Just found out that I get to attend Regional Assembly as a delegate! Okay, so it was kind of by default, but I’m still honored! Apparently, MidAmerica Regional Assembly has 11 delegate seats open for the CLF (Church of the Larger Fellowship) and 11 or fewer CLF members attending so I’m a shoe-in.
Seriously though, this will be a wonderful opportunity for me to attend a regional UU business meeting. While I have many years of non-profit management under my belt, I don’t have them in the field of ministry. I’m truly looking forward to the experience.
Don’t think I’ll be so lucky for General Assembly in Providence, but I will be there with my eyes and heart wide open! 😀
Today was filled with applications, registrations and reservations for both the MidAmerica Regional Assembly-Bloomington, Indiana, to be held on April 12th, and the UUA General Assembly, June 25th-29th, in Providence, Rhode Island.
As some of you may recall, I attended GA last year in Louisville as a volunteer and I’ve applied to volunteer again this year. With registration as costly as a campsite or dorm room, the price to attend can add up too quickly when one is not sponsored by a congregation.
Volunteering is a great way to get access to most of the Assembly (less the 24 hours working spread out over up to 6 days), and as I found out last year, it’s a great way to quickly meet a large number of dedicated UUs with a strong desire to play an active role in the Assembly.
So here’s hoping to see you at GA! Last year’s memories are still here too!
For more info on GA, visit the GA 2014 page.
Interested in volunteering? Check out these ‘Volunteer Opportunities.’
Find your UUA Region here.
In the late 1990s I was attending college in Belgium and volunteering with the American Red Cross overseas by teaching and working in volunteer leadership. During my stay I was lucky enough to receive a regional award granting me free ferry passage from Calais, France, to Dover, England. So with nothing more than a small Toyota pickup, a cheap $40 tent, and a cooler full of food in the back, my husband and I headed out with a very small wallet and a big dream of a wonderful new experience.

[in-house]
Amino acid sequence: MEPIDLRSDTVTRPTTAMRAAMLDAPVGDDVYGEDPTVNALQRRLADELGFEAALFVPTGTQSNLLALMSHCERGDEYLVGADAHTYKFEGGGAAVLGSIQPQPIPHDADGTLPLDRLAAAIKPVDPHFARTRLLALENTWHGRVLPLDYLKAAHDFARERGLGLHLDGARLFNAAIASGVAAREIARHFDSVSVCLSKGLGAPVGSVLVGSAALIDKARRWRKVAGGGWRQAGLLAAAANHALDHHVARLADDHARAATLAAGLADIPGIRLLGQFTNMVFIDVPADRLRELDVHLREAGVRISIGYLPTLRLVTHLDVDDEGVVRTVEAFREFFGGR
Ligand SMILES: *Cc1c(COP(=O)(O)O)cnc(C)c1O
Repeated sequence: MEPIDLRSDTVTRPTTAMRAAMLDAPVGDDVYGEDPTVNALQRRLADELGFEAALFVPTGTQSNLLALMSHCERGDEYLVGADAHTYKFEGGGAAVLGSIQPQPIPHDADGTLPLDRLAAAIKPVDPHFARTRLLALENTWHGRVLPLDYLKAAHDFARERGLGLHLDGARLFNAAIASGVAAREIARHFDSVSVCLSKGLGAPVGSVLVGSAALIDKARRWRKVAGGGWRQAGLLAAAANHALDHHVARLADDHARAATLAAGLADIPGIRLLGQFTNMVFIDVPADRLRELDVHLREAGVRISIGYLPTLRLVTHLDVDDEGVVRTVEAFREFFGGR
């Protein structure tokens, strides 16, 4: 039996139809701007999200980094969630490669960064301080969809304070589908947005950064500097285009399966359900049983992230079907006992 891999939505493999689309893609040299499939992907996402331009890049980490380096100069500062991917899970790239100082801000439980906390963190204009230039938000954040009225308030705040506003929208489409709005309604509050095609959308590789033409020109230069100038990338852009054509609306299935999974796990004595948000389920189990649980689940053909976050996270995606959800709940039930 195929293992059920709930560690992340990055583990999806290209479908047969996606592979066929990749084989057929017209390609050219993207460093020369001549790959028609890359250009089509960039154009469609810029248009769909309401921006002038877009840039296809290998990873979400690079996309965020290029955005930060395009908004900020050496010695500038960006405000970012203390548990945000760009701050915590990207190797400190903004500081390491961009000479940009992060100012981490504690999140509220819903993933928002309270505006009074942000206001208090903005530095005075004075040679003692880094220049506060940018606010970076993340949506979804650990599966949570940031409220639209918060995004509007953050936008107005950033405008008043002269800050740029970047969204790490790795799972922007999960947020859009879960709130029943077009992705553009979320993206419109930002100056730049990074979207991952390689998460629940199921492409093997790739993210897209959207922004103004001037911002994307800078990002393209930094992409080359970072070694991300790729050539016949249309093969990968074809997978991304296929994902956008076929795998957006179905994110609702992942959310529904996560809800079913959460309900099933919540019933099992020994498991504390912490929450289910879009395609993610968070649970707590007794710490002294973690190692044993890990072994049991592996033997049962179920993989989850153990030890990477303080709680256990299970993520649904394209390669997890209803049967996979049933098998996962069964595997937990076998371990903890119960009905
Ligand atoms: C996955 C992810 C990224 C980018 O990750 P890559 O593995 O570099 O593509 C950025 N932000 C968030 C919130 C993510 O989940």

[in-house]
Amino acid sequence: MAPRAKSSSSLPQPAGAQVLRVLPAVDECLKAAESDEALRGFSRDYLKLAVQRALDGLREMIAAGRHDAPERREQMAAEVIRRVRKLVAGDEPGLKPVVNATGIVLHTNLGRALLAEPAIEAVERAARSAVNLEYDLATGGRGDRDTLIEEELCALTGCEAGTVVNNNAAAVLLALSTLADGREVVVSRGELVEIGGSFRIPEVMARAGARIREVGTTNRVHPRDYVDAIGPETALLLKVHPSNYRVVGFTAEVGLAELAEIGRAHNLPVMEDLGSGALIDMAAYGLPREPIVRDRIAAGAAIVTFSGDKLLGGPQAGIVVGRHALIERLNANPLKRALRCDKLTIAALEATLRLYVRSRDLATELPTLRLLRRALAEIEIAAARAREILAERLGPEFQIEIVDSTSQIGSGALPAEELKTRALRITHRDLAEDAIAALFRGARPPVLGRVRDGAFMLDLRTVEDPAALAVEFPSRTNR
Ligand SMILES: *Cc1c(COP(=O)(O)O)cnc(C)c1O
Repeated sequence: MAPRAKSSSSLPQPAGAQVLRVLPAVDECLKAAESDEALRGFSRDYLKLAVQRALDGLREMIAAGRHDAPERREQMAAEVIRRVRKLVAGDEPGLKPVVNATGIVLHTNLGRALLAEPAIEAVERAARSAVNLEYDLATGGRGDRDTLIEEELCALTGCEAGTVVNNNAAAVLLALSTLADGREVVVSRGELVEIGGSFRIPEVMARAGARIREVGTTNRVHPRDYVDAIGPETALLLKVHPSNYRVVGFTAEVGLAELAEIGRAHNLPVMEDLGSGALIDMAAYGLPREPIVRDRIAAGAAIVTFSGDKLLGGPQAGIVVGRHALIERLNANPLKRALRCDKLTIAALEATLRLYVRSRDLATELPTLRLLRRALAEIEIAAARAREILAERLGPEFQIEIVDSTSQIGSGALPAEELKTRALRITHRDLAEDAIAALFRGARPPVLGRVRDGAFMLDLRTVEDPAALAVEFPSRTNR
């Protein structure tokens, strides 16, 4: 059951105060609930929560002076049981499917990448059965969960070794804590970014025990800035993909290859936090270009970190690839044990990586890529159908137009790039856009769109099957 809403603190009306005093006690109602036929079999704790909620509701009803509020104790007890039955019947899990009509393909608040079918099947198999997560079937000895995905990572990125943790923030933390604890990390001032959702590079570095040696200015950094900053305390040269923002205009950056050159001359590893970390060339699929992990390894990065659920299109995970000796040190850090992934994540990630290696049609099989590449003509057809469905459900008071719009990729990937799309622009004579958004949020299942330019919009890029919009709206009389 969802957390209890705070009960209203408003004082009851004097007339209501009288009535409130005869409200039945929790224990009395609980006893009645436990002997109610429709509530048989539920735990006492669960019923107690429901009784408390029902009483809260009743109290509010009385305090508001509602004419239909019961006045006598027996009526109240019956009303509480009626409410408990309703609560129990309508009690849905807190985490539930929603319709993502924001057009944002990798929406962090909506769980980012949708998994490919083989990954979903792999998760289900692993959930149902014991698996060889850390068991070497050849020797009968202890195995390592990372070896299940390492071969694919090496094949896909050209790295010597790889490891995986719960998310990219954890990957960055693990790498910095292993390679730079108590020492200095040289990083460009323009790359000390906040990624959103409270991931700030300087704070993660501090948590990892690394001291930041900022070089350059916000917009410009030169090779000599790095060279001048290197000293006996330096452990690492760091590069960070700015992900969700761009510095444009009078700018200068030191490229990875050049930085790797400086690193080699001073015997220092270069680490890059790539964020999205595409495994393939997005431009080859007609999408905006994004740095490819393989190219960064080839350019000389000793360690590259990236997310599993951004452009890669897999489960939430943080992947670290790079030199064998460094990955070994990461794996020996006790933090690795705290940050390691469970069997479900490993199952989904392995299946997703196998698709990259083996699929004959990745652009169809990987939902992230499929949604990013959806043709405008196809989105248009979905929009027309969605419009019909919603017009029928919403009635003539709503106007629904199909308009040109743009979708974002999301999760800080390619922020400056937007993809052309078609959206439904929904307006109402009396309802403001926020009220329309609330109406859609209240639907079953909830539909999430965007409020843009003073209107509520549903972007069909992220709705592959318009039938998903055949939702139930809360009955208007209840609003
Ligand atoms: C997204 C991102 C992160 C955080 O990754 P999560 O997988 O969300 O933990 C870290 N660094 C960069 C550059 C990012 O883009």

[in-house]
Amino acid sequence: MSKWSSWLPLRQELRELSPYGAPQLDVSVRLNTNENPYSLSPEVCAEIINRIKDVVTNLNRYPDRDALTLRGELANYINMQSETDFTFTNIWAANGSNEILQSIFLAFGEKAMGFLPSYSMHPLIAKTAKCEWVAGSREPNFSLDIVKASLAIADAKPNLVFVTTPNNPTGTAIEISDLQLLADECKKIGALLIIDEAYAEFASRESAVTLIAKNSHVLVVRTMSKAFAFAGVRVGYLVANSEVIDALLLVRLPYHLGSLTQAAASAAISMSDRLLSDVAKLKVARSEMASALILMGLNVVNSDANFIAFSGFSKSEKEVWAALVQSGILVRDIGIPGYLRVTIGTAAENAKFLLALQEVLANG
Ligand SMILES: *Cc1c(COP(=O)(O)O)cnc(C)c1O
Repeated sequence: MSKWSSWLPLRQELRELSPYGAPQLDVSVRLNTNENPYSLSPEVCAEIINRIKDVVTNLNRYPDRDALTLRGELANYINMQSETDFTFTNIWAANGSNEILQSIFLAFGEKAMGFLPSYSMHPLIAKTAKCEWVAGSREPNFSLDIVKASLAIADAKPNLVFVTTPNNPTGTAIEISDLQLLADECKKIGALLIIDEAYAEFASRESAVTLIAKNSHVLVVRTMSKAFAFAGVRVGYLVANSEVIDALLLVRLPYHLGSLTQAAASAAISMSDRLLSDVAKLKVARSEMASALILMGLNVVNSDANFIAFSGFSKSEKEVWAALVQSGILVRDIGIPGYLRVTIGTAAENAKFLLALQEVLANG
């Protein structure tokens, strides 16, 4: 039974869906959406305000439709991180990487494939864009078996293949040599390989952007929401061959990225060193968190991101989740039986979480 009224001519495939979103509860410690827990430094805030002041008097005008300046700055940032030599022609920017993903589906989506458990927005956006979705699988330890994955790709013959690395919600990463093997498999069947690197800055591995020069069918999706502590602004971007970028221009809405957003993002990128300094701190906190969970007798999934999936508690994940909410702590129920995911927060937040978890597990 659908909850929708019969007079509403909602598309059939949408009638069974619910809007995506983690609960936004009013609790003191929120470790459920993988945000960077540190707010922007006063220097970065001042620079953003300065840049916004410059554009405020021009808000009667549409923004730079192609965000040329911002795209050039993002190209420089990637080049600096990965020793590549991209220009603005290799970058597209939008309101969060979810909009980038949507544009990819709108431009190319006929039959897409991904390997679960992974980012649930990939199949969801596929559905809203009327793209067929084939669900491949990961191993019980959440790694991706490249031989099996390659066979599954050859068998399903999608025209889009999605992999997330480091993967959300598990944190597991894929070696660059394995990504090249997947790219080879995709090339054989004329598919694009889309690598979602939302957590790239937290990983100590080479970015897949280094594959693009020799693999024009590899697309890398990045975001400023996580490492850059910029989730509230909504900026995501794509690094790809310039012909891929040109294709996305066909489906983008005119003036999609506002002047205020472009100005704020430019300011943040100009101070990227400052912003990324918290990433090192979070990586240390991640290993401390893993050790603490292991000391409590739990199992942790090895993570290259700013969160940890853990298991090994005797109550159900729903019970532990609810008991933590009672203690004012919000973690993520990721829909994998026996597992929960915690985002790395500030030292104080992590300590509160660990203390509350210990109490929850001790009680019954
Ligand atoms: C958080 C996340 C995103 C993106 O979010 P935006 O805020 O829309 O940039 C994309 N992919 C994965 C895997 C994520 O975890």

Tent camping our way from the White Cliffs of Dover, to the bustle of London and then north into the heart of a purple hazed heather-covered Scotland, we experienced the countryside as intended. We weren’t burdened by hotel check-ins or event schedules, we just followed the road, living amongst the scenery rather than viewing it from afar. We tasted Scotch Whiskey, searched for traces of Robin Hood in Sherwood Forest, and rambled among the ruins of walls and castles from long ago.
Brave and young, we found ourselves south of Inverness in the beautiful valley of a famous monster. Chancing at a campground on the shore, we pitched our small tent with only a foot or two of space from the front flap to the drop off that became the cold waters of Loch Ness. I remember going to sleep that night as the thick fog slowly enveloped the space before us and around us. So thick was the fog that I dared not even step out in the small spot of land in front of us for fear of slipping into the water that I could no longer see. In that moment, I looked at my husband and jokingly said, “Well, we’ll know if Nessie is real if we wake in the morning alive and not eaten.” While we shared a laugh and settled in, I felt a deep peace as we floated amongst the fog and clouds of an endless sky and land.
This peace returned to me at General Assembly in the fleeting of a thought. I stood amongst Unitarians at a precipice—a place where only things begin and never do they end. In a moment and at a place where Rev. Dr. Peter Morales, UUA President, spoke of the Spirit of Life and Love that we hold true as the catalyst in our personal lives and in our religious practices.
My hope is that at some point in our lives, and our earth’s future, we will all find that Peace.
Peace within. Peace amongst. Peace be with you.